Napoleon director Ridley Scott issues scathing response to French critics who dislike new movie

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Ridley Scott has issued a scathing response to French critics who dislike his new film Napoleon after receiving a flurry of negative reviews.

The latest movie from the Gladiator filmmaker, 85, stars Joaquin Phoenix as the 19th-century French emperor, and it charts the true story of Napoleon’s rise to power and his tumultuous relationship with Empress Joséphine de Beauharnais (Vanessa Kirby).

Reviews of the film have been divisive, with some hailing the historical epic a “masterpiece” and others criticising the film for its historical inaccuracies.

Scott, who previously told those picking holes in Napoleon to “get a life”, has been alerted to the fact that notable outlets in France, namely Le Figaro, Le Point, and French GQ, have shared negative reviews of the film.

For example, French GQ called the film “deeply clumsy, unnatural and unintentionally funny” for scenes in which French soldiers shout “Vive La France” with American accents.

Addressing these reviews in a new interview with BBC News, Scott replied: “The French don’t even like themselves.”

However, he was not referring to all French people – the filmmaker said that “the audience [he] showed it to in Paris loved it”.

Historian Dan Snow previously highlighted what he believed to be inaccuracies in a viral TikTok video.

One of the issues he detailed included the idea that Napoleon “came from nothing”, which is quoted on the poster. “His dad was, in fact, an aristocrat,” Snow remarked.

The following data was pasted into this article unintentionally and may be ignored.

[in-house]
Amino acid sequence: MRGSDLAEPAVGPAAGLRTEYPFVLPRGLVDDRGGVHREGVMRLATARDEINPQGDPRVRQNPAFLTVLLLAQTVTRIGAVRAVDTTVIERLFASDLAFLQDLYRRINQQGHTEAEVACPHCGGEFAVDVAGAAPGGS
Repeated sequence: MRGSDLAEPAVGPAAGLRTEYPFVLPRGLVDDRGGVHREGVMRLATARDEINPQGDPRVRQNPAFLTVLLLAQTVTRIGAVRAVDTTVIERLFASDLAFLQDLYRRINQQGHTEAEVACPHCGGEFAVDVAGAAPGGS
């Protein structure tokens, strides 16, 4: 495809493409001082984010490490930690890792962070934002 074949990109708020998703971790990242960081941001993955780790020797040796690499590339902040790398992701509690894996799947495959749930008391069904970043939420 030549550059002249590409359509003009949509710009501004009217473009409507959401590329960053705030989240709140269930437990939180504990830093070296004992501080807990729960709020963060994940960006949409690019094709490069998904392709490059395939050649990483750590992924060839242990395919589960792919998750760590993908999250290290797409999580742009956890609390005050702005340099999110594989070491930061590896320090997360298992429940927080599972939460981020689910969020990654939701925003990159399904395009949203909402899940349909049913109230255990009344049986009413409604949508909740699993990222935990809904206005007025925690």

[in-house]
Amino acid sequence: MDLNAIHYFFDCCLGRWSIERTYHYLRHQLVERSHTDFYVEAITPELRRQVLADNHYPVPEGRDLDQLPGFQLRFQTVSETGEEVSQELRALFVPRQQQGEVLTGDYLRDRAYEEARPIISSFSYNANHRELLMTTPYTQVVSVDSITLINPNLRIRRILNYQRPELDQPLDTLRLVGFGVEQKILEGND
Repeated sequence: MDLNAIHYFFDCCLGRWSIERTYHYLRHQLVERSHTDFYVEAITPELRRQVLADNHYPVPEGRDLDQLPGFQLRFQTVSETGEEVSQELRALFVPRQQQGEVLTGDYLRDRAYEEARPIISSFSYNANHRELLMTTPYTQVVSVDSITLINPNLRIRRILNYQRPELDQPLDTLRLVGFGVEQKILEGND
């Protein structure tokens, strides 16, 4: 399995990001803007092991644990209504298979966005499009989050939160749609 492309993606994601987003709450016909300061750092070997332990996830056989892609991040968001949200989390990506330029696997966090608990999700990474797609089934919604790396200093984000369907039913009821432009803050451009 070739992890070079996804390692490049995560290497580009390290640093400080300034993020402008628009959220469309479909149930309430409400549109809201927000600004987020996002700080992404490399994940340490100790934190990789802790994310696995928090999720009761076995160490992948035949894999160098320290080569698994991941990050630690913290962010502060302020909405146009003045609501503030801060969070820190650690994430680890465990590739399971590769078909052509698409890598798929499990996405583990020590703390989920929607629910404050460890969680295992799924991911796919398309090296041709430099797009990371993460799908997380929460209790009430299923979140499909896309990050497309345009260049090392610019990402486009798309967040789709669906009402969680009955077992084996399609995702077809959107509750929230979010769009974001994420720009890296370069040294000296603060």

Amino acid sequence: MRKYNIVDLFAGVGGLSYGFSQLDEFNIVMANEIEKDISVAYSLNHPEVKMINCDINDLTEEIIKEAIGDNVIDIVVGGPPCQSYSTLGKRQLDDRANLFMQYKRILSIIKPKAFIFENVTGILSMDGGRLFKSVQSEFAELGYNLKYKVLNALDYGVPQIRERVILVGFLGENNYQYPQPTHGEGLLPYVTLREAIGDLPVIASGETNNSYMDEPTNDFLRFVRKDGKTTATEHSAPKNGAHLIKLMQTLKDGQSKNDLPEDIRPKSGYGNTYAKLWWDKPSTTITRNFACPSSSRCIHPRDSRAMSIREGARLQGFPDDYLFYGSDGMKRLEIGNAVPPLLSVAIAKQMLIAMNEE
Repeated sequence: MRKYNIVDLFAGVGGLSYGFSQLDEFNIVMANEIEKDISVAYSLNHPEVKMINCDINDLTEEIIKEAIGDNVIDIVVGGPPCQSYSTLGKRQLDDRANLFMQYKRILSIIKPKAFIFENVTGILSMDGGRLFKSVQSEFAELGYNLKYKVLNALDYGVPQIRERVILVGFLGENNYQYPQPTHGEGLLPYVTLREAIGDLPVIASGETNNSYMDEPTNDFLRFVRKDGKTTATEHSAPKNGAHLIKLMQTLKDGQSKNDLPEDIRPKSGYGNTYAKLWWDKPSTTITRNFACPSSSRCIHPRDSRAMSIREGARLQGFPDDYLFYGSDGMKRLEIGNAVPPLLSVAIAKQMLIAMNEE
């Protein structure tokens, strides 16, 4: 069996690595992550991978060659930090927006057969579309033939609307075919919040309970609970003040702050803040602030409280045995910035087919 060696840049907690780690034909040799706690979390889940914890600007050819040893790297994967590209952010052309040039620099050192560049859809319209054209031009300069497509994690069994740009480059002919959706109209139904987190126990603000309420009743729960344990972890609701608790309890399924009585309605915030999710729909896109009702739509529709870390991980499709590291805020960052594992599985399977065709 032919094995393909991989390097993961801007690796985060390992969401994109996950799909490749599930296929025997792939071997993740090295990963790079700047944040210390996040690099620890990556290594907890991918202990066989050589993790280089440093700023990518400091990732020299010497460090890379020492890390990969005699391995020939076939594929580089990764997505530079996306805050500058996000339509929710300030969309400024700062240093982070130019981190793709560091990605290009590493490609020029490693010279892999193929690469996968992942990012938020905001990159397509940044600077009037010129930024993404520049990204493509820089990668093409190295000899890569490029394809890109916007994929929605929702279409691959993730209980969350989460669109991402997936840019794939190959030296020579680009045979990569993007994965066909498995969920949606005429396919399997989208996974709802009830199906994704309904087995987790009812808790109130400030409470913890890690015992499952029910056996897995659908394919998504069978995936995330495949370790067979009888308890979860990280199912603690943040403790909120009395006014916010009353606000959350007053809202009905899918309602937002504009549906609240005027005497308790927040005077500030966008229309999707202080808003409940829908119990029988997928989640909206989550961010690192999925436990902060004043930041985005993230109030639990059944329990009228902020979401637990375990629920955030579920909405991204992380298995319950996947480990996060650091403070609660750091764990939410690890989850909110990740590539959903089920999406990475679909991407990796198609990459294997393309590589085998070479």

He also pointed out that “Napoleon didn’t shoot at the pyramids” at the Battle of the Pyramids, and that, despite what’s shown in the teaser clip, Marie-Antoinette “famously had very cropped hair for the execution, and, hey, Napoleon wasn’t there.”

Joaquin Phoenix in ‘Napoleon’ (AP)
Joaquin Phoenix in ‘Napoleon’ (AP)

Phoenix told Empire in a recent interview that this film is an “experience told through Ridley’s eyes”, adding: “If you want to really understand Napoleon, then you should probably do your own studying and reading,”

Scott has been vocal about the fact that the version of Napoleon set to be shown in cinemas will not be the final cut of the film.

Much like with his Orlando Bloom-starring 2005 epic Kingdom of Heaven, Scott has put together an extended cut of the release, which will add 110 minutes onto the 158 minute-long film.

Napoleon will be released on Apple TV+ after its theatrical run. It will be released in cinemas on 22 November.

Scott’s previous films were House of Gucci and The Last Duel, both of which starred Adam Driver.

Ridley Scott doesn’t care about ‘Napoleon’s divisive reviews (Gareth Cattermole/Getty Images)
Ridley Scott doesn’t care about ‘Napoleon’s divisive reviews (Gareth Cattermole/Getty Images)

In a new interview with The Times, Scott suggested his energy for filmmaking is yet to dissipate, stating: “Since [Martin Scorsese] started Killers of the Flower Moon, I’ve made 4 films. No, I don’t think about it. I get up in the morning & say: ‘Ah great! Another day of stress.’”